John George Hunter
AAE position: Biologist
In their own words
I do sincerely hope to make a success of the biological work, especially as I have come down with special fixing solutions which is more than any other expedition has done.
— John Hunter, diary entry for 12 March 1912.
A University of Sydney science graduate, John Hunter was 23 when taken on by Mawson as a biologist for the main base in Adélie Land. He was to spend a year at Cape Denison, followed by a summer cruise aboard Aurora in the 1913–14 summer.
Hunter’s main task at Cape Denison was to investigate all forms of life, including swimming and bottom-dwelling marine animals and plants (dredged by hand), seals, penguins and other birds, and the micro-organisms that made their home on and inside these creatures. Mawson noted Hunter’s dedication to his task and his ‘fine collection of parasites’.
On his return to Australia Hunter turned to medicine, a career which was to dominate the rest of his life. As a captain in the Australian Army Medical Corps from 1916 to 1918, he served in the 9th Field Ambulance in France and in the 2nd Australian General Hospital in England.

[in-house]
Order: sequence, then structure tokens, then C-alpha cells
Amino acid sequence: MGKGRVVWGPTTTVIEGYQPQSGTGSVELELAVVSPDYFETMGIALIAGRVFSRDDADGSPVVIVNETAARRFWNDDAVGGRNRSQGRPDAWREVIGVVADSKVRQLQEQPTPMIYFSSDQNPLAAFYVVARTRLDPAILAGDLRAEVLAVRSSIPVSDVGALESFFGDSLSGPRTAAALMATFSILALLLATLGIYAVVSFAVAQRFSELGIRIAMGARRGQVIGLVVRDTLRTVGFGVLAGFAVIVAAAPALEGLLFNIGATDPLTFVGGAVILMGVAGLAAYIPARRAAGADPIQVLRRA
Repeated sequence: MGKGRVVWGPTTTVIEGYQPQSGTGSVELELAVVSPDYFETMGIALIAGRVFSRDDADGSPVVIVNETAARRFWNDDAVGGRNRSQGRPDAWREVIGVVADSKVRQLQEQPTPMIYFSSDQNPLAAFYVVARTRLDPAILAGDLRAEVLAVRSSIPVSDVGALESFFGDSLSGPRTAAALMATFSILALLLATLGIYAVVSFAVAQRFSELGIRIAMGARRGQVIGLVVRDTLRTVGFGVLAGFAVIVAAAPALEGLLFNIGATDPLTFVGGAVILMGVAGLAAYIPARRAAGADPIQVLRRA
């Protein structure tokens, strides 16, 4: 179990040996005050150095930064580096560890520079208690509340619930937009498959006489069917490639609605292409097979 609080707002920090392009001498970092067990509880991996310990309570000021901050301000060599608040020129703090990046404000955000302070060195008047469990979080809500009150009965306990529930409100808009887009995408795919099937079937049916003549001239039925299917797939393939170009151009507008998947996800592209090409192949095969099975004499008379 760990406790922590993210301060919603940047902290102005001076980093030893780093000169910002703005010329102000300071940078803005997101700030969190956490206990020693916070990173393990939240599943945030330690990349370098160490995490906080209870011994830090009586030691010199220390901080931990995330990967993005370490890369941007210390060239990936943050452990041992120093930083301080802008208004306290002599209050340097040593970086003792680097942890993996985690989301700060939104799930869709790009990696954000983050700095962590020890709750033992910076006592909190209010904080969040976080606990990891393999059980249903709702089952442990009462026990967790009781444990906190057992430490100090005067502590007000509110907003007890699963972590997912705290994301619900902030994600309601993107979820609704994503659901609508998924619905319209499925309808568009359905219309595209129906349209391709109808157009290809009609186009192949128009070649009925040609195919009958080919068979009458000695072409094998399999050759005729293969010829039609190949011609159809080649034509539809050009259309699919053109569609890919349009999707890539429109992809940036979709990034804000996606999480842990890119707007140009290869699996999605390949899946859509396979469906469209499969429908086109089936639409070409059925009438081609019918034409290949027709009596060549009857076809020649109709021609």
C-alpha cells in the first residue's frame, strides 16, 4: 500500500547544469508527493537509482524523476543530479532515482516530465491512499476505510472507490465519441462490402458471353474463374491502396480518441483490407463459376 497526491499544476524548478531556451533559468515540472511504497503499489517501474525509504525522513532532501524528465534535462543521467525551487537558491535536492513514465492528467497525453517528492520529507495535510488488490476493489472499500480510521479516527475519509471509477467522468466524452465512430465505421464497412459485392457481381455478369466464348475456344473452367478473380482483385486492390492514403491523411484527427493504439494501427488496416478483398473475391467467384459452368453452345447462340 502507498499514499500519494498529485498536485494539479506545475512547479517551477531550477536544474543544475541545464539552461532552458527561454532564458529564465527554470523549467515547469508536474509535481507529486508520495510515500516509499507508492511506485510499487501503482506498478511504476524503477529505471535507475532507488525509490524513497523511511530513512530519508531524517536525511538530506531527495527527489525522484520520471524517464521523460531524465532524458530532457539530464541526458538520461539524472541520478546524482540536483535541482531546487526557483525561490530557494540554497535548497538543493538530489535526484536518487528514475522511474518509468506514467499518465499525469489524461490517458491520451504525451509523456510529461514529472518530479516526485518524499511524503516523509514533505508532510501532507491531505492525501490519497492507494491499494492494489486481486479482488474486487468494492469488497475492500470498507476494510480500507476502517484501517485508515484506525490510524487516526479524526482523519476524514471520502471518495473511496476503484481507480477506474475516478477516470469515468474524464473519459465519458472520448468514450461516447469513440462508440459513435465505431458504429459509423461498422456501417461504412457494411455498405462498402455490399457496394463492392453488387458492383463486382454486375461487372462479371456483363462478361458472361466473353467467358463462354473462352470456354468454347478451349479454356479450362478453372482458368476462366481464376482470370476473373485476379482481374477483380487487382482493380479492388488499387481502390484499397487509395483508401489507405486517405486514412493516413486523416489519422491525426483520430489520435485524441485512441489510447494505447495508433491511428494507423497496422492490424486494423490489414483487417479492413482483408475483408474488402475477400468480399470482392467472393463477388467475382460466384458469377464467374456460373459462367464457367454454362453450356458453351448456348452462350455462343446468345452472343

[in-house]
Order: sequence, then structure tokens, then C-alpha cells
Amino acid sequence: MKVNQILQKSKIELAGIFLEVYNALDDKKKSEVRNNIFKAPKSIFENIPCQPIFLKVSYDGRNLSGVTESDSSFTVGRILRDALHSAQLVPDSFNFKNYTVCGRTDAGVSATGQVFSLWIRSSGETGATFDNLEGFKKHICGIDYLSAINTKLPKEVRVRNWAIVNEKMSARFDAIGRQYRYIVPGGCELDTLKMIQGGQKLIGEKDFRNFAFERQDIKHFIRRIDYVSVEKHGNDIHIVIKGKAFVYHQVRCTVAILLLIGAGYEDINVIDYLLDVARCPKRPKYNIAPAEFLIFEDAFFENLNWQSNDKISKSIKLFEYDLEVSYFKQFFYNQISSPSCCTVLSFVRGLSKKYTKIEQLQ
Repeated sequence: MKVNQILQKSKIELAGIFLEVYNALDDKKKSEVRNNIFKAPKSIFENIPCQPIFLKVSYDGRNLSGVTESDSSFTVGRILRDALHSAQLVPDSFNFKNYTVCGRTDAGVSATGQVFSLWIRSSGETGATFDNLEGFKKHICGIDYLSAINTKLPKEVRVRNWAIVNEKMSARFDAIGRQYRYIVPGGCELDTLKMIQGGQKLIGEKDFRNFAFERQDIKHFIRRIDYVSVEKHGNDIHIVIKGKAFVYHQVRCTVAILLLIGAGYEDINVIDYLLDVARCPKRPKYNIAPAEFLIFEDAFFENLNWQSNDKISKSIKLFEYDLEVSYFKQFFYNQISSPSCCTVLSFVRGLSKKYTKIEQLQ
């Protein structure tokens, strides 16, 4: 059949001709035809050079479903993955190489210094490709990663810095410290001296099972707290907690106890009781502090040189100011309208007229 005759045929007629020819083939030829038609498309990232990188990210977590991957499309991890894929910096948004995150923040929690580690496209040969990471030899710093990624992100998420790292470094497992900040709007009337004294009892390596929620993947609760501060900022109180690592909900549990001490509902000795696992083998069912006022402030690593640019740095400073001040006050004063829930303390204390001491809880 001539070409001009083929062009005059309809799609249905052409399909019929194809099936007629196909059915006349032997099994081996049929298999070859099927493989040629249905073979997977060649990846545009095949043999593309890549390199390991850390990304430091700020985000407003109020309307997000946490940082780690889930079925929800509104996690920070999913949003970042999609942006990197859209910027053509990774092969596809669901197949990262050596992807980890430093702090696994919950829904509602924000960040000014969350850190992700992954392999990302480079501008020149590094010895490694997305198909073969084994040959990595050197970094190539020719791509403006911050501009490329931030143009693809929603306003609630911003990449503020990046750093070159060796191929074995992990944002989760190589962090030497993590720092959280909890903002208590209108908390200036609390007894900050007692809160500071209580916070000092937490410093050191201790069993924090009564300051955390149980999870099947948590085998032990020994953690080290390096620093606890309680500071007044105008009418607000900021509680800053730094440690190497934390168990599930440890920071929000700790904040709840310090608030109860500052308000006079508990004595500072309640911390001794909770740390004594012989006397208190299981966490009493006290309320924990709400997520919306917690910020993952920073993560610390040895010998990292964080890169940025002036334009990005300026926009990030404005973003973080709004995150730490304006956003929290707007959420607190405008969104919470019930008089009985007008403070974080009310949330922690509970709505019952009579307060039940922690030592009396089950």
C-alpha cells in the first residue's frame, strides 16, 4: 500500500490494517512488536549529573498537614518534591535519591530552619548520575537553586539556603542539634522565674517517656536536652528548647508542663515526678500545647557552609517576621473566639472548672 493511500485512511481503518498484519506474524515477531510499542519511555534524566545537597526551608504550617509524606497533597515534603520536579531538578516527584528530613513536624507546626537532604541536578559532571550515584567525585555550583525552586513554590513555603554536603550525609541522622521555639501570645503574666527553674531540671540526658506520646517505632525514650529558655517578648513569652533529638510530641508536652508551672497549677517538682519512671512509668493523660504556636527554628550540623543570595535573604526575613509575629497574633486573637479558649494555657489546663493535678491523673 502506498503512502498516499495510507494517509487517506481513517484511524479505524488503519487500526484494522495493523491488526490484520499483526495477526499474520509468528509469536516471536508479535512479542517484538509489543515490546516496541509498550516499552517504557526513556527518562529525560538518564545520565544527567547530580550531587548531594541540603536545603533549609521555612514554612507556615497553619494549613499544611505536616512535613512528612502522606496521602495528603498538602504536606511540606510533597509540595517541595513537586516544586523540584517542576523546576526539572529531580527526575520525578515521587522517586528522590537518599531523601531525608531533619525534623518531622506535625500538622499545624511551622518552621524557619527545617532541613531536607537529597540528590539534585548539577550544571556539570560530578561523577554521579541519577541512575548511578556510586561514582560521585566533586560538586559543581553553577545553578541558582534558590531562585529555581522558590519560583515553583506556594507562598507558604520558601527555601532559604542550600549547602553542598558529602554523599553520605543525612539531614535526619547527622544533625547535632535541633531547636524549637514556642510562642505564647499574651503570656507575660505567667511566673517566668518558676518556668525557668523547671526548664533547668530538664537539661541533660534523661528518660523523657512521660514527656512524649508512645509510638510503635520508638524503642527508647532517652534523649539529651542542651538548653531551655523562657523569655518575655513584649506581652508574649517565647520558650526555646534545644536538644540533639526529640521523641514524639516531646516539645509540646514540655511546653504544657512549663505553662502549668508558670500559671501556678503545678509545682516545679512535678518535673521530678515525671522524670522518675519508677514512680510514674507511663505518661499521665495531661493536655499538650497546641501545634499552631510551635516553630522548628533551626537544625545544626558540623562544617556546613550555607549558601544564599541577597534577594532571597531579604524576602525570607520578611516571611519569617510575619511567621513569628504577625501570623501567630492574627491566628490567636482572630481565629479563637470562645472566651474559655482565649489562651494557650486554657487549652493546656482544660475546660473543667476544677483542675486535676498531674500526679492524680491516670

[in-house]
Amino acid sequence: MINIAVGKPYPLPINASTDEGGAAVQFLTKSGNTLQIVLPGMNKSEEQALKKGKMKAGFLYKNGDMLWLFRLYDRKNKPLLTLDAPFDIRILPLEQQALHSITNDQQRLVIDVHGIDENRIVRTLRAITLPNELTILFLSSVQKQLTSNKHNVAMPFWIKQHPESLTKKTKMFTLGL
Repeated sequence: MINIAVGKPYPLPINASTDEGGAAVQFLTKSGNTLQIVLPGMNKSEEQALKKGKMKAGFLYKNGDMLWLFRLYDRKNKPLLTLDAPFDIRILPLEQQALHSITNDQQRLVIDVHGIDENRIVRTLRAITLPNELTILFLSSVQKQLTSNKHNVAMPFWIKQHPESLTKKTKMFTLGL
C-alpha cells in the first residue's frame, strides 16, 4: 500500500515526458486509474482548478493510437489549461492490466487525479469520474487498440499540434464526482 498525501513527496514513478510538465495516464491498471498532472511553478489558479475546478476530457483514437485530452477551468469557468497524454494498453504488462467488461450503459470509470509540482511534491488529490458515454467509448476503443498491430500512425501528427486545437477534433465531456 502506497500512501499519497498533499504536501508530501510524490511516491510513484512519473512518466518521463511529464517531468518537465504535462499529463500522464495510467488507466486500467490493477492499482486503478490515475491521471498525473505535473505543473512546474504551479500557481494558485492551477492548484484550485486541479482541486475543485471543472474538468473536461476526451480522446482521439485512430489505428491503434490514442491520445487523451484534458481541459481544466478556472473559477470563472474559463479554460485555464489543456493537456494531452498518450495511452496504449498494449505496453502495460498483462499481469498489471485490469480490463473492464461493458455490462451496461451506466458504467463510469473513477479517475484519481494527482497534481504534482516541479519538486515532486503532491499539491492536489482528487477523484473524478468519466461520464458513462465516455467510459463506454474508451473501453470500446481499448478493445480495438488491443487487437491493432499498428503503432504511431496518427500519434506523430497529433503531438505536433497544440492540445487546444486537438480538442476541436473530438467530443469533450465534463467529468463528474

Having qualified as a medical practitioner and undertaking general practice, Hunter became an assistant physician at Sydney and Royal South Sydney hospitals. He also lectured university students on medical ethics.
From 1929 Hunter was full-time medical secretary of the New South Wales branch of the British Medical Association, organising the BMA’s first postgraduate course for medical practitioners and presiding over the official opening of BMA House in Macquarie Street (finally achieving his aim of clearing the debt on the building in 1959).
Hunter taught medical ethics at the University of Sydney (a lecture course described in the Australian Dictionary of Biography as ‘very neat lectures on good manners for medical men’). He was an outstanding organiser; besides his BMA work he was a major in the home militia in World War II, helped to establish the Hospitals Contribution and Medical Benefits funds of Australia, served as Australasian secretary of the World Medical Association and chaired the Australian Council of Social Service. He also served as secretary-general of the Australian Medical Association from 1962 and drafted its code of ethics.
Through the 1940s Hunter was a fervent opponent of the Chifley Labor government’s free health scheme. His successful battle against regulation of medicine won him the 1956 BMA (Australia) gold medal. In 1957 he was appointed CBE.
John Hunter died in 1964.